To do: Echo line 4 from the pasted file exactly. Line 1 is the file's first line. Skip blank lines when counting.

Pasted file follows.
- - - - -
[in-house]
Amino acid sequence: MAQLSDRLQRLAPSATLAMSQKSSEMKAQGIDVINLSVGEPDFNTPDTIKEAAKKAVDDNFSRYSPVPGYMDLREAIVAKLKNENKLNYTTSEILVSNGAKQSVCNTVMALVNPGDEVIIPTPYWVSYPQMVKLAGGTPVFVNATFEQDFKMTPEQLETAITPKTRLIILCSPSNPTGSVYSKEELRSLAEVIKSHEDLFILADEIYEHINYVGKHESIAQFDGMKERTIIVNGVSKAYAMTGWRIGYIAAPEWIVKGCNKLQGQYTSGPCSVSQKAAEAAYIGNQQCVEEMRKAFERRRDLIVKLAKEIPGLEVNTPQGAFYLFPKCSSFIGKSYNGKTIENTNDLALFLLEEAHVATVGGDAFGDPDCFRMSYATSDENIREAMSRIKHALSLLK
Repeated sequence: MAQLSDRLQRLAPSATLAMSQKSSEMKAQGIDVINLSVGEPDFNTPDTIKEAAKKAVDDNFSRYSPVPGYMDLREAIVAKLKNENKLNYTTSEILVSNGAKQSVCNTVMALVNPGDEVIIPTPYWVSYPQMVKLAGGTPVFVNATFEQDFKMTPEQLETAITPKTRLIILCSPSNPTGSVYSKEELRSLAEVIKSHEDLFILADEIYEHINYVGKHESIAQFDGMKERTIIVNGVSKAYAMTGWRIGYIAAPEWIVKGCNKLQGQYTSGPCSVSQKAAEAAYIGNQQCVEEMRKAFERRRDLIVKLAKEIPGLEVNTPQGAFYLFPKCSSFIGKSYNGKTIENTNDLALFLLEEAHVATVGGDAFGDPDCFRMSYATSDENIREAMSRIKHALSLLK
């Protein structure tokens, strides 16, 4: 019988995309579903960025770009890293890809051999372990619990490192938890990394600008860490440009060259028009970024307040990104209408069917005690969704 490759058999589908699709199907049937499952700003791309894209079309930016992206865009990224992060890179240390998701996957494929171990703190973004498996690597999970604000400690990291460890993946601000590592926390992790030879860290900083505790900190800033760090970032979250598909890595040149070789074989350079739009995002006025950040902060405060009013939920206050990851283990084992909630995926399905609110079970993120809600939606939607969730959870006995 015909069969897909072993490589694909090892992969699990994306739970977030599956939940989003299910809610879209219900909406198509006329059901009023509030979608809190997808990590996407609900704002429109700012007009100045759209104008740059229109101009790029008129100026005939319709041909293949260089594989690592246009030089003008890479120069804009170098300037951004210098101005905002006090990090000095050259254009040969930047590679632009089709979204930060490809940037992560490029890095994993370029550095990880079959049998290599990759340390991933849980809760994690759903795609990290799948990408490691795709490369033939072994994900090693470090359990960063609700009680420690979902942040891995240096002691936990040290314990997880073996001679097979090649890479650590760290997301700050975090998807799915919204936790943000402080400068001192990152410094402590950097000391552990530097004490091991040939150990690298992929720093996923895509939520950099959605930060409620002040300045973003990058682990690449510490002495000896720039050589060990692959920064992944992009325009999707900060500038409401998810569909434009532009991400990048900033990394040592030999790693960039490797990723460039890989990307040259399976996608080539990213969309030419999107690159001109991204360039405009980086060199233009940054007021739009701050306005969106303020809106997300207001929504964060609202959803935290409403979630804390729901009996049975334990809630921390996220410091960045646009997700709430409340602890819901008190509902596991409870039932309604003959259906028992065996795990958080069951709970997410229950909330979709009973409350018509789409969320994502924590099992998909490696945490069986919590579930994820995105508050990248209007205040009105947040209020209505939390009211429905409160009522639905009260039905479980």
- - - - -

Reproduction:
């Protein structure tokens, strides 16, 4: 019988995309579903960025770009890293890809051999372990619990490192938890990394600008860490440009060259028009970024307040990104209408069917005690969704 490759058999589908699709199907049937499952700003791309894209079309930016992206865009990224992060890179240390998701996957494929171990703190973004498996690597999970604000400690990291460890993946601000590592926390992790030879860290900083505790900190800033760090970032979250598909890595040149070789074989350079739009995002006025950040902060405060009013939920206050990851283990084992909630995926399905609110079970993120809600939606939607969730959870006995 015909069969897909072993490589694909090892992969699990994306739970977030599956939940989003299910809610879209219900909406198509006329059901009023509030979608809190997808990590996407609900704002429109700012007009100045759209104008740059229109101009790029008129100026005939319709041909293949260089594989690592246009030089003008890479120069804009170098300037951004210098101005905002006090990090000095050259254009040969930047590679632009089709979204930060490809940037992560490029890095994993370029550095990880079959049998290599990759340390991933849980809760994690759903795609990290799948990408490691795709490369033939072994994900090693470090359990960063609700009680420690979902942040891995240096002691936990040290314990997880073996001679097979090649890479650590760290997301700050975090998807799915919204936790943000402080400068001192990152410094402590950097000391552990530097004490091991040939150990690298992929720093996923895509939520950099959605930060409620002040300045973003990058682990690449510490002495000896720039050589060990692959920064992944992009325009999707900060500038409401998810569909434009532009991400990048900033990394040592030999790693960039490797990723460039890989990307040259399976996608080539990213969309030419999107690159001109991204360039405009980086060199233009940054007021739009701050306005969106303020809106997300207001929504964060609202959803935290409403979630804390729901009996049975334990809630921390996220410091960045646009997700709430409340602890819901008190509902596991409870039932309604003959259906028992065996795990958080069951709970997410229950909330979709009973409350018509789409969320994502924590099992998909490696945490069986919590579930994820995105508050990248209007205040009105947040209020209505939390009211429905409160009522639905009260039905479980």